Note: This poem erases the “Editor’s Introduction,” by Robert King Hall, which accompanies the 1949 English translation of Kokutai No Hongi, subtitled in English Cardinal Principles of the National Entity of Japan. The Japanese version was one of the few imperial documents banned in Japan by the Supreme Command for the Allied Powers (SCAP) after the war.
Note: This poem erases a chapter of Robert Tomes’s 1857 The Americans in Japan, an illustrated account of Commodore Matthew Perry’s 1853 expedition. The chapter describes the commodore’s arrival at the largest island of the “Lew Chews”(an alternate spelling of “Ryukyus”), now called Okinawa. At the time, the Ryukyu Kingdom was an independent tributary of both Japan and China. Okinawa became Meiji Japan’s first imperial annexation in 1872, followed by Taiwan in 1895 and Korea in 1910. The United States’ colonial holdings began to grow roughly contemporaneously: in 1898, the U.S. annexed Hawai‘i, and the Philippines, Puerto Rico, and Guam after the Spanish-American War.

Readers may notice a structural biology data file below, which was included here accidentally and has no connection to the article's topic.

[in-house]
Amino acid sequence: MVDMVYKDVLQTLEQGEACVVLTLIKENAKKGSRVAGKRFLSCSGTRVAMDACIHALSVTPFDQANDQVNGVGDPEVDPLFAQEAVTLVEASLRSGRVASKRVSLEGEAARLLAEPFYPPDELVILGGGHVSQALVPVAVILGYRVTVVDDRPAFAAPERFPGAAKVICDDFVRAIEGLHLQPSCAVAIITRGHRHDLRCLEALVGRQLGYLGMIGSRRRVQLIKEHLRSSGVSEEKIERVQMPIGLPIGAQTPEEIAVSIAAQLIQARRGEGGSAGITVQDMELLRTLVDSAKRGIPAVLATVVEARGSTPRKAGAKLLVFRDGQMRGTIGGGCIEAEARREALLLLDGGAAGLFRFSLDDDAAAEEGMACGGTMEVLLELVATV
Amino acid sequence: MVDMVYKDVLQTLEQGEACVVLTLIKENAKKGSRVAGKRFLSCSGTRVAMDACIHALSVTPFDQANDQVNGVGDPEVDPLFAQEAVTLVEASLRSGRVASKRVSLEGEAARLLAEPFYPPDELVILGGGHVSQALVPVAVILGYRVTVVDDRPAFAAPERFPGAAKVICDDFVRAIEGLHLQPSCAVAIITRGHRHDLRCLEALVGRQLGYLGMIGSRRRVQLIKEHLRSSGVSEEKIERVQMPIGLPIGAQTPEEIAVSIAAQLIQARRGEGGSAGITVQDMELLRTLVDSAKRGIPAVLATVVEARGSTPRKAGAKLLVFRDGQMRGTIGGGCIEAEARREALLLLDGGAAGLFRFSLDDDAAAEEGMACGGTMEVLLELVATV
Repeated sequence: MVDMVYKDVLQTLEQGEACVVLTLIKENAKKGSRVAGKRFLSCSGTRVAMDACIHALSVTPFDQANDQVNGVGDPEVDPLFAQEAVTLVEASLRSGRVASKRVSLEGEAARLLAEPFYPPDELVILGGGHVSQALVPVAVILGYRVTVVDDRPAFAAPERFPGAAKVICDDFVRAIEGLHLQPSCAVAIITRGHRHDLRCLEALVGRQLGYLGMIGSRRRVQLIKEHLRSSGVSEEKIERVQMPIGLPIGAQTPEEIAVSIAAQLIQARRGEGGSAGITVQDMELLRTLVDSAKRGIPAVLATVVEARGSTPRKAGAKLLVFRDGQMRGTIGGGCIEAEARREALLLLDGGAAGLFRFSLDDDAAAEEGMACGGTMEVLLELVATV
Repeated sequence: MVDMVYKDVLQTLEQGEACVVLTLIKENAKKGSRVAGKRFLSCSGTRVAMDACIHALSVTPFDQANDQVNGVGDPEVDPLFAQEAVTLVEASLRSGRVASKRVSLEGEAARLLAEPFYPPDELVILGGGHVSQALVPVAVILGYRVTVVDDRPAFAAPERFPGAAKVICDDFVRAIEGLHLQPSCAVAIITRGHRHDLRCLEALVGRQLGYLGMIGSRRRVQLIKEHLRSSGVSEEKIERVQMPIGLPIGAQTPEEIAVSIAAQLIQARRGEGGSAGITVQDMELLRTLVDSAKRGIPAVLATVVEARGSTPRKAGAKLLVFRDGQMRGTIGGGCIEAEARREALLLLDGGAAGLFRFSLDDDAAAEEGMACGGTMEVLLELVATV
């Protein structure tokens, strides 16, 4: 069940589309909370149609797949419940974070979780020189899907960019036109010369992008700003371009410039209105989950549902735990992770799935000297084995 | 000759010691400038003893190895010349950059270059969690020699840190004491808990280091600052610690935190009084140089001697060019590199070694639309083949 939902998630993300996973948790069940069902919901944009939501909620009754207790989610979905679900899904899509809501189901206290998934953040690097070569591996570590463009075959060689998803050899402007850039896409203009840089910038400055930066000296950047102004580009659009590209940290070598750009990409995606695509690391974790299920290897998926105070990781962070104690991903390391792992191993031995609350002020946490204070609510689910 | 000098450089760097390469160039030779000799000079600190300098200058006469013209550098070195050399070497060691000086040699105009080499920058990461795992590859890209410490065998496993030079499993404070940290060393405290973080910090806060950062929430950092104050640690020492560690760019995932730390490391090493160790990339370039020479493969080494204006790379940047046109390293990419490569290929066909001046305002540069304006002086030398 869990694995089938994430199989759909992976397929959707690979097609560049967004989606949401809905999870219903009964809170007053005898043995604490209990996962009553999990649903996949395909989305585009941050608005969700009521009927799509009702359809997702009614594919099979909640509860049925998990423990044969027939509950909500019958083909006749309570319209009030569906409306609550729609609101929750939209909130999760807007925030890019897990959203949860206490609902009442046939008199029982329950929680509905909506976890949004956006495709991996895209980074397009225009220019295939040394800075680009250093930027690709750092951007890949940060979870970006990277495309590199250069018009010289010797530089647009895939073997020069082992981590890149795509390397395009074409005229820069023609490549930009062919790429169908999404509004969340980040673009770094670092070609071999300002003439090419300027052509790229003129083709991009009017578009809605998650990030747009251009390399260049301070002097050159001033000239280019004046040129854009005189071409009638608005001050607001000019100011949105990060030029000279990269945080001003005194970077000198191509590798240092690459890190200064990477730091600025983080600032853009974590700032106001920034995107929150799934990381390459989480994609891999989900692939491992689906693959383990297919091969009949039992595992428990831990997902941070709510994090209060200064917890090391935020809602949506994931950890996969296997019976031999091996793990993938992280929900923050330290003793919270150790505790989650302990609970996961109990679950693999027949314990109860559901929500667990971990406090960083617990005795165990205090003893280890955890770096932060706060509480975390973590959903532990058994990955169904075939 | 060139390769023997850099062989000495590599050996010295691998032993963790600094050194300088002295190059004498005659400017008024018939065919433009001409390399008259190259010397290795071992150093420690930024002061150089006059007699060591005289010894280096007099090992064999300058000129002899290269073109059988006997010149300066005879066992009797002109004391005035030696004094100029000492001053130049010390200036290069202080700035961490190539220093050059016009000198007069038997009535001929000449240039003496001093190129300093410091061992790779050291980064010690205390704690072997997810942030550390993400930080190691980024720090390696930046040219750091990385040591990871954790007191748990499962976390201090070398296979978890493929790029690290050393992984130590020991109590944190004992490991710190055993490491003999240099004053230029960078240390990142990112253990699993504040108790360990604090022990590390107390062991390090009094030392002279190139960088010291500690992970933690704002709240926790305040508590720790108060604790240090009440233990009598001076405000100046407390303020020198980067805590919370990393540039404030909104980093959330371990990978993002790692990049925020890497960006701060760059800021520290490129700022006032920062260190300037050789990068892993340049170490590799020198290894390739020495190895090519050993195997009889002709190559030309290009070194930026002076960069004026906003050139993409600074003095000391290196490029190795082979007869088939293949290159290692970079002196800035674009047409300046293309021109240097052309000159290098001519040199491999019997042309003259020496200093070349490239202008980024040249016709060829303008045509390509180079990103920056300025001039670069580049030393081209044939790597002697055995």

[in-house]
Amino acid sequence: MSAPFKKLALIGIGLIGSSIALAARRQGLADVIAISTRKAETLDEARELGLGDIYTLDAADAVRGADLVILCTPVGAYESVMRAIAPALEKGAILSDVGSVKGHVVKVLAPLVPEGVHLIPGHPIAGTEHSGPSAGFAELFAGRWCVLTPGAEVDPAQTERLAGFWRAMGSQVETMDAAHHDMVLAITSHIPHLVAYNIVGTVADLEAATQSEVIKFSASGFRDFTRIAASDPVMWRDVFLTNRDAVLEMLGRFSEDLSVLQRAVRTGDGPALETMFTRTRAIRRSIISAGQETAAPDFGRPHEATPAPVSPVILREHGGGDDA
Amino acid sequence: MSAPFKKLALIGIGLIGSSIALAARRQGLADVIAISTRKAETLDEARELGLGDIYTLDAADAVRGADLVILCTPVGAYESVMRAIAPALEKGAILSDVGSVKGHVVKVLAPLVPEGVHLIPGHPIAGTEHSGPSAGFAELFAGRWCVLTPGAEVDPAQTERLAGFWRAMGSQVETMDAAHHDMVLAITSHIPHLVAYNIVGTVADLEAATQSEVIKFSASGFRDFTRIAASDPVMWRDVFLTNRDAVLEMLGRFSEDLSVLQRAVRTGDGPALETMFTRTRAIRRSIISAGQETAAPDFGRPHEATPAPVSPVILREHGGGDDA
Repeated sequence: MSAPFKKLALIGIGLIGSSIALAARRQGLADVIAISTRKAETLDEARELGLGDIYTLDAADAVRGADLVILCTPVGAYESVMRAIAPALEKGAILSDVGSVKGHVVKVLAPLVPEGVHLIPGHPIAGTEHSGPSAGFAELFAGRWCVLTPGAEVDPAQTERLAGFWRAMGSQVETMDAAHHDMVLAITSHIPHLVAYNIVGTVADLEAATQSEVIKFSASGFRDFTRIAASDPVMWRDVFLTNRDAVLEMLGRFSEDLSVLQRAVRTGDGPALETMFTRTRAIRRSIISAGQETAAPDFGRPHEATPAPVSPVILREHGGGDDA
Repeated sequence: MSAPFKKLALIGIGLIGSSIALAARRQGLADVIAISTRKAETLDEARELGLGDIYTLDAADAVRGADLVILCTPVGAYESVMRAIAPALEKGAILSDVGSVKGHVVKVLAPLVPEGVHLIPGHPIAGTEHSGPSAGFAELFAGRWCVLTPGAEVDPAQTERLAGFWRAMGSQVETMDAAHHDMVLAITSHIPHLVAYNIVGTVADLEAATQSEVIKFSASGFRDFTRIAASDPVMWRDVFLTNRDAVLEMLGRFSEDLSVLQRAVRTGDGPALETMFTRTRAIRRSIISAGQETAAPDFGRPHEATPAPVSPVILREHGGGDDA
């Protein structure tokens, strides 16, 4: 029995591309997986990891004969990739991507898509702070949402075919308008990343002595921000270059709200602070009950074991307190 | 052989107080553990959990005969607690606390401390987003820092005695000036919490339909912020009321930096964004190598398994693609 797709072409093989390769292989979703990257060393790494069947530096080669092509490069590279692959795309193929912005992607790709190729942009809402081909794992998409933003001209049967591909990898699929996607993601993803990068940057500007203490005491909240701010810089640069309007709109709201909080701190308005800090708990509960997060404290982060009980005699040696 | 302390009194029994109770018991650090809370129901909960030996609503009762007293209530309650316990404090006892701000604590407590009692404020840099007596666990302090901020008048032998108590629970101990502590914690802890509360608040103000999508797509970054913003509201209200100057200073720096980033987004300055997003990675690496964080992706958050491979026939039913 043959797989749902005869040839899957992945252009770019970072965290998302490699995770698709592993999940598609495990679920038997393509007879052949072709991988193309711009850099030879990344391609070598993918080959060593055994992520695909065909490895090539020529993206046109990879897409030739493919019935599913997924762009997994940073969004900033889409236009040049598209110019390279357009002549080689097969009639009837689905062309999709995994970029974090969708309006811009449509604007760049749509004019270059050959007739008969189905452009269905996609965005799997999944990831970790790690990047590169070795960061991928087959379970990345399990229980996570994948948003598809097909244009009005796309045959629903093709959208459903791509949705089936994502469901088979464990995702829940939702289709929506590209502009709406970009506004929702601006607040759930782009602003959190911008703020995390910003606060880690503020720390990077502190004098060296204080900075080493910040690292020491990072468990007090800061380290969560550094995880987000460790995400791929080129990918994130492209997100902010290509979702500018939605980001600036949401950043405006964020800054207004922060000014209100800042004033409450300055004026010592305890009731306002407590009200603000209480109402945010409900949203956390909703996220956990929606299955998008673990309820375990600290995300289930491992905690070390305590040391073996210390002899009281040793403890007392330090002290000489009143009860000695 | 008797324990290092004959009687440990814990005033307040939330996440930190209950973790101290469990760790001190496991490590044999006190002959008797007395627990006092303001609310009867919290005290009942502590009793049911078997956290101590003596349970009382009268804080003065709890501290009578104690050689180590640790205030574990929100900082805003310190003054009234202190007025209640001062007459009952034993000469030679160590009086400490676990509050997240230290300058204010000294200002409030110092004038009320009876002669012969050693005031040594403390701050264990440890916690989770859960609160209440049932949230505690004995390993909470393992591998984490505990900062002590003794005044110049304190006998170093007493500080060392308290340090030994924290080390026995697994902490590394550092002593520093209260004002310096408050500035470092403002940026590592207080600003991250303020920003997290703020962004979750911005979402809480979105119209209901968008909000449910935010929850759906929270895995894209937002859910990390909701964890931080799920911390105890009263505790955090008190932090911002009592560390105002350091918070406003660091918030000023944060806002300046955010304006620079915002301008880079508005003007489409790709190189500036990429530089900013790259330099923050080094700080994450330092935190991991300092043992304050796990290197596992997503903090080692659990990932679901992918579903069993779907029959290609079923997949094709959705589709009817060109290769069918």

Note: This poem erases “Despised Races,” a section of Robert Louis Stevenson’s 1902 Across the Plains. The erased passages describe the anti-Chinese prejudice Stevenson observed during his railroad travel in the American West.
Note: This poem erases “Security in Northeast Asia: From Okinawa to the DMZ,” the transcript of a hearing of the House Subcommittee on Asia and the Pacific which took place in April 1996, during President Bill Clinton’s diplomatic visit to Japan and Korea. Seven months earlier, the largest local and international protests against the U.S. bases in decades had been set off by the abduction and rape of a 12-year-old Okinawan girl by three American servicemen, a series of events that the committee members and presenters refer to obliquely throughout the hearing.
Note: This poem erases “The Tree-Top Hunter,” Chapter 8 of Edgar Rice Burrough’s 1916 Tarzan of the Apes. Tarzan, an American-authored narrative of British colonialism, was extremely popular in Japan during the interwar years as Japan expanded its own colonial empire.
for the field between me
even though I can’t see it.
And thanks for the ability to imagine
what can’t be seen.
No roots or falls, just wind, vistas,
unrolled hat brim, desert buttes,
signs for corn and beer: not warm invites
but not negations, either. No one said
She smiles. I pay cash. I study her hair, iron straight. We lost Baraka yesterday, I want to tell her. I want her
to know we had a friend who died. She says she can help the next person in line.